The native advertising industry is booming, and digital publishers are taking notice.
According to the advertising firm AdYouLike, the native ad industry is poised to grow to $400 billion by 2025 — a 372% increase from the expected market size in 2020. With advertisements that blend seamlessly into publishers’ existing editorial flows, native advertising goes beyond display and programmatic.
Native ads can take many forms. On social media platforms like Facebook and Instagram, it’s typically seen as posts that look like they’re from the publication, but have actually been paid for by the advertiser. Native advertising can also come in the form of articles about certain topics that are relevant to the advertiser’s niche. For example, a digital publisher might run a series of articles about how to start a home garden, paid for by a local nursery.
Advertisers jump at the chance to partner with publishers on native ad campaigns, and media organizations that have successfully capitalized on the trend are raking in the profits. So what’s the issue?
Native advertising has its detractors, as well, and they have some strong opinions. To sum up the arguments both for and against native ads, we’ve put together this list of pros and cons for publishers.
Pros and Cons of Native Advertising
Let’s start with the good stuff. Clearly, native advertising is a trend that’s on the rise in digital publishing. Native ads account for more than half of digital display spending by U.S. marketers. According to industry figures, marketers allocated $32.9 billion to native digital display advertising in 2018. Those are big numbers. For publishers on the other side of the equation, native advertising can make up for display advertising rates that have been dropping for years.
Outside of the numbers, native advertising has other benefits. When native ads are done right, they can be a real win/win for publishers and advertisers. Native ads gives businesses the opportunity to generate awareness about their services and their industries.
Over the years, native advertising has produced some really impressive content. Take the campaign that Land Rover launched to promote its vehicles. The automaker’s Dragon Challenge video was eye catching and intriguing, as it showed Land Rover’s attempt to scale the stairs leading to China’s Heaven’s Gate landmark.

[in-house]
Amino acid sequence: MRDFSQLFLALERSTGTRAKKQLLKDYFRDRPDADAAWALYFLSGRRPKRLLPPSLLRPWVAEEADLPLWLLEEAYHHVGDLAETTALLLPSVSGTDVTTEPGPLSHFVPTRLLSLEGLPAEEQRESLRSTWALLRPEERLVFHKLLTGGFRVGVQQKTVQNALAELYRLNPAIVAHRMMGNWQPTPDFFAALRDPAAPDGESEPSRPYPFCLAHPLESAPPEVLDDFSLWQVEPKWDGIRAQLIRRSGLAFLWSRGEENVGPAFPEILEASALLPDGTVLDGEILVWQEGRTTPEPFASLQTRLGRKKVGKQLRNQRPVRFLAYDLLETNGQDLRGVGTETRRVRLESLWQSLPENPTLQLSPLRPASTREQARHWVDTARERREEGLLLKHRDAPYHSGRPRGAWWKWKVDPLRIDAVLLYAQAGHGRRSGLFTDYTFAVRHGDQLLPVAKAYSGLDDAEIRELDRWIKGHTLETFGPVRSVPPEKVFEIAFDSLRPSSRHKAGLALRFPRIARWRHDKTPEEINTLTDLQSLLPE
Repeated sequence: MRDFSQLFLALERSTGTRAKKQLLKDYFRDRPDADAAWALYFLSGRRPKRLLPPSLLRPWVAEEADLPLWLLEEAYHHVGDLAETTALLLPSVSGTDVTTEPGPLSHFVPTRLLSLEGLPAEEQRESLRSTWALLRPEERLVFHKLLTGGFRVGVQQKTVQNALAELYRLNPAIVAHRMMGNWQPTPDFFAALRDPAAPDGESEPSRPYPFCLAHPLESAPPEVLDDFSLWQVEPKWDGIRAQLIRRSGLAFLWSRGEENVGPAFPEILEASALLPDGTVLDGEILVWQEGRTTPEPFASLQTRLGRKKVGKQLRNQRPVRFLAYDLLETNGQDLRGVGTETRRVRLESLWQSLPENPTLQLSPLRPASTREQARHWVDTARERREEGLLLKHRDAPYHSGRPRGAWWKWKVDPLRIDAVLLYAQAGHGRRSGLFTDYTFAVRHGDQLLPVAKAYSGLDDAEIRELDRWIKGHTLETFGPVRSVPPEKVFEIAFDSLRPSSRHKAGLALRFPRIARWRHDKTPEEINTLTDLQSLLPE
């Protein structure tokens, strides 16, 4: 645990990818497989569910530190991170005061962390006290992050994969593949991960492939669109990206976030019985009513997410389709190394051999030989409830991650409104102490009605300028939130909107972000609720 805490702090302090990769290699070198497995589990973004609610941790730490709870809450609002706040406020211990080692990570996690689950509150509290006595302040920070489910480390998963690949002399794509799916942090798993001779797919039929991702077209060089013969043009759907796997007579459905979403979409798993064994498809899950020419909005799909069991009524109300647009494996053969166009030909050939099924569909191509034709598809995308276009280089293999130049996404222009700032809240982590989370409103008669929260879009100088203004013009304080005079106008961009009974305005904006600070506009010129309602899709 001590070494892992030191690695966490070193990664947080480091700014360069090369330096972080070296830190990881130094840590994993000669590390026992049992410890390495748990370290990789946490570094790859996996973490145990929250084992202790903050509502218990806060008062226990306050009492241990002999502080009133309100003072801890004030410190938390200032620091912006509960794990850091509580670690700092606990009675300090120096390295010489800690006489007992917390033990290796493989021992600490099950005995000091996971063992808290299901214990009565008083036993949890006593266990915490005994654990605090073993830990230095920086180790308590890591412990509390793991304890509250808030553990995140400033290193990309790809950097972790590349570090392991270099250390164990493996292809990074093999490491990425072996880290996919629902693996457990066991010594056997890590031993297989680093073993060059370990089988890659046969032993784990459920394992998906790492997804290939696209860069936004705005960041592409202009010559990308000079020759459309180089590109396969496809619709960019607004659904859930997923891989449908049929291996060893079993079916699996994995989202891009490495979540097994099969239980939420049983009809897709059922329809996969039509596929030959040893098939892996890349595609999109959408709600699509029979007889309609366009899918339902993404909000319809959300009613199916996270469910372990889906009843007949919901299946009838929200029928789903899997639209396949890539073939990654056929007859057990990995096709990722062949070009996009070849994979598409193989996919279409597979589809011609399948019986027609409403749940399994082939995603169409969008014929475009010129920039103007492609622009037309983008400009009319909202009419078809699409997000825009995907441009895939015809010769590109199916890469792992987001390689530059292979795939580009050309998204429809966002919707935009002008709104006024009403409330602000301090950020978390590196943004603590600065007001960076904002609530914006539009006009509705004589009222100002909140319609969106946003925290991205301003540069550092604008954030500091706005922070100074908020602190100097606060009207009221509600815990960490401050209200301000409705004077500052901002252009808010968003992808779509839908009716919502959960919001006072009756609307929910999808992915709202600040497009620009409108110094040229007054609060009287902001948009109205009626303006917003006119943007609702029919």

Another successful native ad campaign was run by Mercedes in the Washington Post. “The rise of the superhuman” campaign was focused on the technologies turning people into “superhumans.” Slipped in alongside robotic exoskeleton suits and virtual reality in medicine was the Mercedes E-class, which integrates various technologies in its latest model.
Native ads produce the greatest wins when the articles or campaigns are informative, well targeted, and when they are placed on platforms that make sense given the intended audience. Articles that are overly self-promotional create problems for both brands and publishers.
People rely on their favorite news publications to provide them with fair, accurate, and honest reporting. When publishers post native content alongside editorial content without marking it as such, they breach that trust in a way that makes some readers very uncomfortable.
Sure, there are ways around the issue. Most digital publishers run special headings above native ads or hashtags in the captions of any social media posts. The rub here is that advertisers want their paid articles to resemble editorial content. The more warnings, hashtags, and headlines publishers put around their native advertising, the less of a premium advertisers will pay.
Nonetheless, when readers miss whatever warning signals a publisher puts up, and they read an article in its entirety before realizing it’s been paid for by an advertiser, they tend to feel duped, and that’s no good.
How to Make Native Advertising Work
Where’s the happy medium? How do publishers satisfy the demands coming from both advertisers and readers? The answer starts with creating native content that is as high-quality, informative, and entertaining as possible. Readers are much more accepting of native advertising when it’s done in a way that entertains them or educates them in some way.
The native advertising industry is evolving so quickly that the most effective strategies are changing all the time. If you’d like to chat more about how to implement native advertising at your publication, reach out to one of our specialists.